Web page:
By Marc S. Sanders
Casino Royale from 2006 is the one film in the entire James Bond series that gives the MI6 agent a complete character arc, and for that reason alone, it is also the best film to date in the franchise, and another of my most favorite movies.
Bond becomes a different person, and a different agent by the end of this film. It’s a pleasing and unexpected surprise.
Following the misfire of Pierce Brosnan’s Die Another Day, the franchise was wisely reinvented, going back to the origins of 007 and how he earned his well-known license to kill. Fans immediately protested the casting of a blonde-haired Bond with relatively unknown Daniel Craig. Yet, as soon as the film was released, tensions were overall subdued.
Martin Campbell (Goldeneye) returns to direct the EON Production’s adaptation of Ian Fleming’s very first Bond novel. The super spy quickly completes the necessary requirement of two kills to earn his 007 status and is assigned by M (Judi Dench, still so good in her role) to pursue LeChiffre (Mads Mikkelsen), a mathematic genius and money launderer for high priced terrorists. Bond engages in a high stakes’ poker game at the renowned Casino Royale where he must beat LeChiffre’s bluff or monies from his Majesty’s government will have directly funded terrorism. Along the way, Bond falls in love with the treasury agent, Vesper Lynd (Eva Green), who is assigned to fund his poker buy in.
This film offers a James Bond with faults and mistakes to learn from. He’s never completely perfect and he is subject to losing a bluff in more ways than one, albeit at the poker table or in the face of love. As well, Bond doesn’t necessarily think far enough ahead, as his kill ratio continues to rack up. To M’s displeasure, she wishes he’d have some reservations so that they can question who he comes in contact with. Bond doesn’t seem to consider that.
Daniel Craig gives a brilliant performance of a man who believes he is even wiser than the reputation moviegoers have been accustomed to for over 40 years prior. By the time the film reaches its climax in an action paced shootout within a floating building along an Italian strait, Bond’s steely armor is donned against affection or distraction. James Bond becomes humbled by personal betrayal. I never would have imagined. Death will never affect him again. Love won’t either. This James Bond makes mistakes, but never will he make the same mistake twice.
Mikkelsen is a great villain as the bad guy who gets in over his head. He is not trying to dominate the world. He’s only interested in a profitable return from his dealings with terrorists. James Bond can’t interfere. LeChiffre is a new brand of villain, but still written with a trademark deformity of weeping blood uncontrollably, plus a case of asthma. A far cry from metal teeth and hooks for hands. Mikkelsen plays LeChiffre as cold and terrifying, almost like a vampire with a winning hand.
Eva Green is the best Bond girl of the series. There’s a mystery and a dimension to her performance. Something is driving her and it may play against Bond ever succeeding. Green portrays Vesper as lovely, graceful and suave like her partner, but she is incredibly smart too. She is evenly matched with Craig’s Bond. A great moment occurs when James & Vesper first meet for dinner on a train and size each other up. Eva Green is precise in monologue delivery. She is assured and confident. This woman is able to read Bond before Bond is given the opportunity to seduce her.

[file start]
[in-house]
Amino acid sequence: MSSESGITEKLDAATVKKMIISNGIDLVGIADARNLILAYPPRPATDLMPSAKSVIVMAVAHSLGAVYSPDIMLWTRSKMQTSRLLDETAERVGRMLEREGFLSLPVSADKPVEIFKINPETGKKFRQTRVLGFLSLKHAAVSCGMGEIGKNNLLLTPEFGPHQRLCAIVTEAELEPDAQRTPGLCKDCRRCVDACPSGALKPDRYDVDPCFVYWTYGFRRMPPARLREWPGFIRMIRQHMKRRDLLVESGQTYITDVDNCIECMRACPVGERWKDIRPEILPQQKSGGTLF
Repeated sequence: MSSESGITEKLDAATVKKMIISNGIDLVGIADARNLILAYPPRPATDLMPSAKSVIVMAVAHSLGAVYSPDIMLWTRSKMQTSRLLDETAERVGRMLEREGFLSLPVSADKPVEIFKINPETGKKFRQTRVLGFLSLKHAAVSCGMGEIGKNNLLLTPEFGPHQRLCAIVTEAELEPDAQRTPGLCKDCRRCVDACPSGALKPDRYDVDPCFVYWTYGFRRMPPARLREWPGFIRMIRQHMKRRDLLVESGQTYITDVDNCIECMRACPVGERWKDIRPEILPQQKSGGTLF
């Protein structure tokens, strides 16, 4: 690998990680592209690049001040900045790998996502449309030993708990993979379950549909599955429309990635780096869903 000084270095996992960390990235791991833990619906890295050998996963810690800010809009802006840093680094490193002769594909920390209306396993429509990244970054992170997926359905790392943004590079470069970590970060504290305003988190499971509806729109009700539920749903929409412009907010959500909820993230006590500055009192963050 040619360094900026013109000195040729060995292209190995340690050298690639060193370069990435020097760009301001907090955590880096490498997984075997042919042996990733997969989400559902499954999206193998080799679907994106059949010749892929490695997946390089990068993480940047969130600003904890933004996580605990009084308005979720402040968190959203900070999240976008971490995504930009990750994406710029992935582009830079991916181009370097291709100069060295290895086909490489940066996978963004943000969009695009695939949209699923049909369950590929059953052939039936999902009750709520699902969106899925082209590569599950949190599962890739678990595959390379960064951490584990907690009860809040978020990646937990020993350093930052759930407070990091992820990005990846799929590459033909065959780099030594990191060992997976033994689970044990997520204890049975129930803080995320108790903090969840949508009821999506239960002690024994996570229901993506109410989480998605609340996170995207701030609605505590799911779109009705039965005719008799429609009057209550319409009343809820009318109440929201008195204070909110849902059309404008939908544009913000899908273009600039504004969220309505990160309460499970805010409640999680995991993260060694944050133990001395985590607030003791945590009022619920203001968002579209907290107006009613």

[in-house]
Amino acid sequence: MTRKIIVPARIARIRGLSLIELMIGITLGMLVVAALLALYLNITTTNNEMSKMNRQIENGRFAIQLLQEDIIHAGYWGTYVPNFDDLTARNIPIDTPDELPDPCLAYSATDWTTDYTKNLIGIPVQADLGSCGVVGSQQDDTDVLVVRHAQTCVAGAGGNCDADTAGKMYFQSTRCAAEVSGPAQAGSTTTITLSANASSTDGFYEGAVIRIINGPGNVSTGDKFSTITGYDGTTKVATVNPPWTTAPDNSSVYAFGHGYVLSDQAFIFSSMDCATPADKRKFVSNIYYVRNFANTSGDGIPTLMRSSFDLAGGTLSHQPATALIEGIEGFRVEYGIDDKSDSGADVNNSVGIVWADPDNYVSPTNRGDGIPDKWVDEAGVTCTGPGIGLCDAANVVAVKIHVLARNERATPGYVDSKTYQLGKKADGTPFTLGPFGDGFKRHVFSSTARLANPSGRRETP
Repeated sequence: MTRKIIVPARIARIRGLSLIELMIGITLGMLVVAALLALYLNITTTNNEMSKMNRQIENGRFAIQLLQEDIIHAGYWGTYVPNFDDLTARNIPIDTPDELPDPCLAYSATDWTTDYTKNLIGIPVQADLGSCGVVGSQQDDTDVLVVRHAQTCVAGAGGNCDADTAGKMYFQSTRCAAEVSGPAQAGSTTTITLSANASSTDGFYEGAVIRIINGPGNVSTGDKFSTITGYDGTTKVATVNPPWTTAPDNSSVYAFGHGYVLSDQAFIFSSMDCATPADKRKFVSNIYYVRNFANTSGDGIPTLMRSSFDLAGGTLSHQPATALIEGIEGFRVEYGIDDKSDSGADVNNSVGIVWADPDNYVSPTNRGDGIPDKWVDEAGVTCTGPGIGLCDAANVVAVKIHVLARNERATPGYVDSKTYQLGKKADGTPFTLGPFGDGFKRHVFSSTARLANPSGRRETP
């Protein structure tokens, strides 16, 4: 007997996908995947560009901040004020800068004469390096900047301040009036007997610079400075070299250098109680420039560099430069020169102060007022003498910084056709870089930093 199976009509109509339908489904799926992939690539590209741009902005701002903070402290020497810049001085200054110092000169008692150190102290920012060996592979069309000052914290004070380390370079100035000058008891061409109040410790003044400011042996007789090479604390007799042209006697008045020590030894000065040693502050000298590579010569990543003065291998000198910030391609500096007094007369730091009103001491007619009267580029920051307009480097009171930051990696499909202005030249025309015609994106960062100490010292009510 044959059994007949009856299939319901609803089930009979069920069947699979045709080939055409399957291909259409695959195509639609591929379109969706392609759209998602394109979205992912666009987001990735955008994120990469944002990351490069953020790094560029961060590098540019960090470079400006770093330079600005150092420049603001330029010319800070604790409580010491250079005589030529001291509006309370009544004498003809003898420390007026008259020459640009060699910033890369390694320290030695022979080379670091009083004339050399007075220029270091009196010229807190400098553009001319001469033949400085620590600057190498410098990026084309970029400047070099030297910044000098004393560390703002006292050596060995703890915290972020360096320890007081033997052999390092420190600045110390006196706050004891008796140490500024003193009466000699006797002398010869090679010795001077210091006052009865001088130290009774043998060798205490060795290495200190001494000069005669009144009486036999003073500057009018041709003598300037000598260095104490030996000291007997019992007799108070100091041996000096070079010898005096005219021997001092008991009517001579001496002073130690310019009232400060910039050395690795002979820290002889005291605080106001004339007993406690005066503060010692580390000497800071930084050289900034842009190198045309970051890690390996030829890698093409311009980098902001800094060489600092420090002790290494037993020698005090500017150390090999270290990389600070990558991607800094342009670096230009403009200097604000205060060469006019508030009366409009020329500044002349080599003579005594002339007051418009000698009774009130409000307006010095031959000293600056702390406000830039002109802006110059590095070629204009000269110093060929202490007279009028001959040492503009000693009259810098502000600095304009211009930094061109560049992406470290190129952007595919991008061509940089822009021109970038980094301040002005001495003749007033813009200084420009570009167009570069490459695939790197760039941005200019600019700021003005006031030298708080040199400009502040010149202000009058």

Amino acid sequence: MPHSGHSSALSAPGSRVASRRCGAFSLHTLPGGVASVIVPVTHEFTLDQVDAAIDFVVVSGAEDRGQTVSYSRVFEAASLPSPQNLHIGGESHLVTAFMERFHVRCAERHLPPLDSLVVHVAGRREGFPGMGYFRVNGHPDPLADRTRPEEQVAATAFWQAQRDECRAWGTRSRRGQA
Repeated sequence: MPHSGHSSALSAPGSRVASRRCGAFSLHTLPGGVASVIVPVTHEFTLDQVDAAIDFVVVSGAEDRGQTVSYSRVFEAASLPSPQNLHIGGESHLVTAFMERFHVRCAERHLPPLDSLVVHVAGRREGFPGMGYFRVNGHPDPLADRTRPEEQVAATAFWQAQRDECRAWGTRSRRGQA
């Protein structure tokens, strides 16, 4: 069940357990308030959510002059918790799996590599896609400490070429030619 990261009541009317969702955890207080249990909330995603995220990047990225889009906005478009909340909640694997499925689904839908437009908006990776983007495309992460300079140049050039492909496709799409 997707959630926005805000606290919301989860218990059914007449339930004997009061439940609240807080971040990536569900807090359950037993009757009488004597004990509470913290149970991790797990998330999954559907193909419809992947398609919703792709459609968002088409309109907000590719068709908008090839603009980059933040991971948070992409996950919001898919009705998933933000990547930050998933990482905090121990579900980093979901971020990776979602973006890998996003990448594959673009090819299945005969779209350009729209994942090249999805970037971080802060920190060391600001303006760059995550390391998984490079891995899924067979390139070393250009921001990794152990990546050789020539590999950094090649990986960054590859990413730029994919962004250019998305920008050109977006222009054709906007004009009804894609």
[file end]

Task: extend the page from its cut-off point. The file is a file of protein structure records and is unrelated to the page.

Campbell puts together real looking and tangible action sequences where 007 pursues a bomber specializing in parkour, a sport of climbing and leaping on and off of objects within a construction area. There’s also a well choreographed fight scene in a hotel staircase.
The best moments are reserved for the poker match however. Campbell amps up the tension with these ridiculous hands the players have in a fierce match of Texas hold ‘em. Bond gets sidetracked with sword wielding killers and poisonous drinks, but still manages to return to the table time and again with his tuxedo neatly pressed. The interplay at the table with or without dialogue is mesmerizing.
Daniel Craig went entirely different with his James Bond. The wit is there, but the tongue in cheek is not missed. This James Bond doesn’t give a damn if his vodka martini is shaken or stirred. Most of the prior Bond films had the super-agent without any scruples or demons in his closet. World domination, death and casual sex were just all in a day’s work. This 007, however, comes with a heavy background. Craig is great with his silent, seemingly guilty regard for killing someone whether it be by drowning a thug in a flooded bathroom sink or stabbing another one to death amid a museum crowd.
Screenwriters Paul Haggis with Neal Purvis and Robert Wade write a dramatically induced James Bond story. A tale not easily forgotten. It was time to reinvigorate the franchise that was going off into the absurdity of invisible cars and over the top gadgets. The puns are still here, but they serve more as a cover of a necessary internal pain for Bond, rather than disregard for his actions.
Casino Royale is one of the best films ever made. No qualms about me saying that. It’s hard to find great relationships among characters with huge risks at play, and magnificent chemistry for one another, as well as the story that serves them.
Casino Royale is an absolute winning hand at any table.